What we get wrong about the “grief journey”

There is something quite flawed in the way that we talk about and conceptualize grief. The grief process is often described as a “journey” or a “path.” Both professionals and lay people use terms like “moving forward” or “moving on.” Maybe you’ve used those terms; I know I have.

The problem with that type of language is that it implies that grief is linear. The starting point is the profound emotional pain of the loss, and over time we will move toward a place of healing or recovery. Sure, we can acknowledge that some days will be better than others, that there may be some ups and downs, but the general direction will always be forward. What the concept of a grief journey does is create a narrative that we have to move away from our grief over the loss of a loved one. We think of it as something akin to a car trip: get in, leave one place behind, and travel to a new place.

My clients are often surprised that they are actually quite reluctant to let go of grief. They don’t want to get in the car to begin the journey. Why? Grief can be so powerful, so painful, so all-consuming; why would anyone want to hold on?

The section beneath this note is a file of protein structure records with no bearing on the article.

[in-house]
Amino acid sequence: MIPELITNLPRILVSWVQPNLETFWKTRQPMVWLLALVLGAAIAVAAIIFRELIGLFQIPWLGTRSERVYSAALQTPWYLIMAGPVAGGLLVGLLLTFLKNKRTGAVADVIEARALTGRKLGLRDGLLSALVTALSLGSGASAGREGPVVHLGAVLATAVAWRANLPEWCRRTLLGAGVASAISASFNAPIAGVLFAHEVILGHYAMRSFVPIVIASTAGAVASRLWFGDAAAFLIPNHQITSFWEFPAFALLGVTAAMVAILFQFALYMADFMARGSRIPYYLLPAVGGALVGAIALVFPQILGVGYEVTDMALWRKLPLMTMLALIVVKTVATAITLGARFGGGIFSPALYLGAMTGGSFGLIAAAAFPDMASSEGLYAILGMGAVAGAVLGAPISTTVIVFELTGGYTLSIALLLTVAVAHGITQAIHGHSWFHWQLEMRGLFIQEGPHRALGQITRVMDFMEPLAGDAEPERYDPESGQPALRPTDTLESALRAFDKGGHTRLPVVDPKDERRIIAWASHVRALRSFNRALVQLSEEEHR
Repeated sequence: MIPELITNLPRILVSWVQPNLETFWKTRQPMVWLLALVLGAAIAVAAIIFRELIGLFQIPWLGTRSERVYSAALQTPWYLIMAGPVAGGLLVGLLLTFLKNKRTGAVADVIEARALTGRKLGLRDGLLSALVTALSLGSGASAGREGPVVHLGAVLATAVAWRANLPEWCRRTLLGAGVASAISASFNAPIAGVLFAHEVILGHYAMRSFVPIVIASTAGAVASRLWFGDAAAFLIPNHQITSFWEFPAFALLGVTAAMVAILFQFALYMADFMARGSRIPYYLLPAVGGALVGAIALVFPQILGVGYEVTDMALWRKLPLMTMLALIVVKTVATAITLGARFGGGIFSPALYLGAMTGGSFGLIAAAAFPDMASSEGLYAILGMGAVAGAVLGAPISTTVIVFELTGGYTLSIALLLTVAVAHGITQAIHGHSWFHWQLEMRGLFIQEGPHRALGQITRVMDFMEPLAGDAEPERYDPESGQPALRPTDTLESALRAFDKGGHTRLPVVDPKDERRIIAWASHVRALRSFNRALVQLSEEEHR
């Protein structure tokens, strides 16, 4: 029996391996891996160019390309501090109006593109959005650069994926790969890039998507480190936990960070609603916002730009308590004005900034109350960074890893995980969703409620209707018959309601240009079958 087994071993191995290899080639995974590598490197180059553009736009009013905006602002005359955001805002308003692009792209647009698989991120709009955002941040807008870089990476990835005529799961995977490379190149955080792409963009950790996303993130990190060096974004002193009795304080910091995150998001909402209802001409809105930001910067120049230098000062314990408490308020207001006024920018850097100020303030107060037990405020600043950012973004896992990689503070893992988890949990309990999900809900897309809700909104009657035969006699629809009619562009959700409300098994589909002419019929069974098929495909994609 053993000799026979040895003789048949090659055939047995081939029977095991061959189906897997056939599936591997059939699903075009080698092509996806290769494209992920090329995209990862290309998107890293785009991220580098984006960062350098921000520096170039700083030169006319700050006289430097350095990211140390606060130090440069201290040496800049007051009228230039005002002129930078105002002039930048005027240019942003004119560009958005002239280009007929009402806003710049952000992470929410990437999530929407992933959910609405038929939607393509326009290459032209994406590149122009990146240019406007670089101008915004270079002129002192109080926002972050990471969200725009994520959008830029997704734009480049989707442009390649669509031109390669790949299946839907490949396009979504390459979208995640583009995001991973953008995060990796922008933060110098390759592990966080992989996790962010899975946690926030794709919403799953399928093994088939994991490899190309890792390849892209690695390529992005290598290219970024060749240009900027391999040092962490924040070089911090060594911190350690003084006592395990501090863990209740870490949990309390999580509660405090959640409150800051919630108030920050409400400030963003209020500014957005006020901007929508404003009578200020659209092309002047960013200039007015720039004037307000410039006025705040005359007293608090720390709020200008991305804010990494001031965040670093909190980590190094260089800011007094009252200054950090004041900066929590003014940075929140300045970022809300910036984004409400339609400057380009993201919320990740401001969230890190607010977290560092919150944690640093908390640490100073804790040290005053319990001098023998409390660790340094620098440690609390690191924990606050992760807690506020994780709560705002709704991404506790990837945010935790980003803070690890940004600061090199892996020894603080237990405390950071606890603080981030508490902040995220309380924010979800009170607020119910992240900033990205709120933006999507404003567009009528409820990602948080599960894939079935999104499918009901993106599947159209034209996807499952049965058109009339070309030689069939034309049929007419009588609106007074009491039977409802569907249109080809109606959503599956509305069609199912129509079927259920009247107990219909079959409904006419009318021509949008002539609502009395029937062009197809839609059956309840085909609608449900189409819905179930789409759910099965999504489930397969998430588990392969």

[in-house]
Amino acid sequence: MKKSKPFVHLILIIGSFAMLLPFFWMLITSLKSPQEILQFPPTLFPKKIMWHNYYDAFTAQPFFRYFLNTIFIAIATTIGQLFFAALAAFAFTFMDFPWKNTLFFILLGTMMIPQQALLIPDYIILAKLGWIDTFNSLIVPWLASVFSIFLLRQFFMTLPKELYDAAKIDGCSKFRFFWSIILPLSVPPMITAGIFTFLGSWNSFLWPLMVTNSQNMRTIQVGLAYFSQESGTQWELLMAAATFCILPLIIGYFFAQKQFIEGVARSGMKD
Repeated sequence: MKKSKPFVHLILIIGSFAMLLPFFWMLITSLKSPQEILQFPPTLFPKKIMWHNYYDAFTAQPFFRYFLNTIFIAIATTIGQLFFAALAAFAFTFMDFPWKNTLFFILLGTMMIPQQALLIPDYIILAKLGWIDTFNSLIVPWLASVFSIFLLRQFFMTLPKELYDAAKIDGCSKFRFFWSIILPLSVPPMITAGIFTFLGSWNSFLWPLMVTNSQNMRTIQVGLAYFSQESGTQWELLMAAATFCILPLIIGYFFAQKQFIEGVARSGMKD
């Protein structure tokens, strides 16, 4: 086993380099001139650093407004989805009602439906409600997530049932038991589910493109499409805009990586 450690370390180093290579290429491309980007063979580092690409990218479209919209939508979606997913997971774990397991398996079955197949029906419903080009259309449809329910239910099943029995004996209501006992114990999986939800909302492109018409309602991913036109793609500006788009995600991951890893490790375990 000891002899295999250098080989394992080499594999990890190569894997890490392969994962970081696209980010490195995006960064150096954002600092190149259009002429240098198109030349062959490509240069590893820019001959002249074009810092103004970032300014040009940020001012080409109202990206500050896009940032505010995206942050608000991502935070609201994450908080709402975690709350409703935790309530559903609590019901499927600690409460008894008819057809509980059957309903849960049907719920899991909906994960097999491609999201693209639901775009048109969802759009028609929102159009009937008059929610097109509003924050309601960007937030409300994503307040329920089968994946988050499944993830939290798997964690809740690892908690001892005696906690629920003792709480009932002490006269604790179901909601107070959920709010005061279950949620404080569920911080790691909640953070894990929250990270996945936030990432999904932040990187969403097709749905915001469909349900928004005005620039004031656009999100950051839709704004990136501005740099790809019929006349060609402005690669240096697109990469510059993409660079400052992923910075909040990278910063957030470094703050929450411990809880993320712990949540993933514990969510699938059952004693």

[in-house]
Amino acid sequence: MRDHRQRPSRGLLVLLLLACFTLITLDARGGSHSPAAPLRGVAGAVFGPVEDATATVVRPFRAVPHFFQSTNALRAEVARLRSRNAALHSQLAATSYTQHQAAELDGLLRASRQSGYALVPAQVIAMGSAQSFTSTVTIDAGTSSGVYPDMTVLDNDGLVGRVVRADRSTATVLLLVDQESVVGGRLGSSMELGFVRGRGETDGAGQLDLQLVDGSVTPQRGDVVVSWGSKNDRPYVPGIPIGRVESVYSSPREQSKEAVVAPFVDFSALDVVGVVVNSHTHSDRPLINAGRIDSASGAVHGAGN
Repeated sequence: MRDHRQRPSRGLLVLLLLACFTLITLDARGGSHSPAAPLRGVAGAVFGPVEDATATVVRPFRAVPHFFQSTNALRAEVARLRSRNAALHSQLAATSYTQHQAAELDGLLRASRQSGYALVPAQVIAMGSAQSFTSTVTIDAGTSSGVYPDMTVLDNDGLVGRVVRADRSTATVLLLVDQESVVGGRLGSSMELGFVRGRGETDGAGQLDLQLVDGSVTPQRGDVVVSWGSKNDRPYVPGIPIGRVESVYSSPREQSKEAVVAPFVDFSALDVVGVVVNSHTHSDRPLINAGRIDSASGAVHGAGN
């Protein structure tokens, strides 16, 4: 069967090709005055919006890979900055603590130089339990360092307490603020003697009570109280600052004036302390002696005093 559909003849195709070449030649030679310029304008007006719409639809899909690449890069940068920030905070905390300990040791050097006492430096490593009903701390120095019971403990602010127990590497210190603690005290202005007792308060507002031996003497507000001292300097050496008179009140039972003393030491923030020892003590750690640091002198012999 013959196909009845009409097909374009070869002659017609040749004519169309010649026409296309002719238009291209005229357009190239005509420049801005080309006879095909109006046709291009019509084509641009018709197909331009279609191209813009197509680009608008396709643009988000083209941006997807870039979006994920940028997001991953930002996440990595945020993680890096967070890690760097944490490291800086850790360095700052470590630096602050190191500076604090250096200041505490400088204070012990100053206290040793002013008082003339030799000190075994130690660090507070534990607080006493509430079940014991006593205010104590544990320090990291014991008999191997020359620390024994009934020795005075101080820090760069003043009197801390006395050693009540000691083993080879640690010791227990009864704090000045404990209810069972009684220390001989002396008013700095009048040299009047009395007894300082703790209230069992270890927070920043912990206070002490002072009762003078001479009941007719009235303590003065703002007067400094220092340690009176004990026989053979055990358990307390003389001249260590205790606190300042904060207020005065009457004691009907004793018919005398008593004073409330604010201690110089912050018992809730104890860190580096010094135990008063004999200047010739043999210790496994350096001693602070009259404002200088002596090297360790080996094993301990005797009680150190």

Because grief also serves as a powerful connection to the lost loved one. Grief is the emotion we experience at the very end of our loved one’s life. It can seem like a marker of our devotion and love. Moving away from grief can feel like moving away from the person we loved so much. The “grief journey” can feel like getting setting out on that car trip and leaving the lost loved one behind.  As a client said “I’m afraid to move away from the grief of my wife’s death. It’s all I have left of her.”

We would do well to replace the concept of a linear journey with one of ever-expanding outward growth. Think about the rings of a tree. Over time, the tree expands, forms new bark and branches, and grows wider. But deep within is a record of everything the tree has gone through. Every year, every drought, every bountiful spring is still there, etched into the grain and part of the very makeup of the tree. Grief is like that, too. It leaves its mark, changes us permanently. We can carry that experience inside, keeping it in a gentle heart-space, forever changed by our loved one and their loss. And we can grow around that experience. We can open ourselves up to each new season, to the droughts and bounties of life, all while carrying the precious and painful memories of our grief.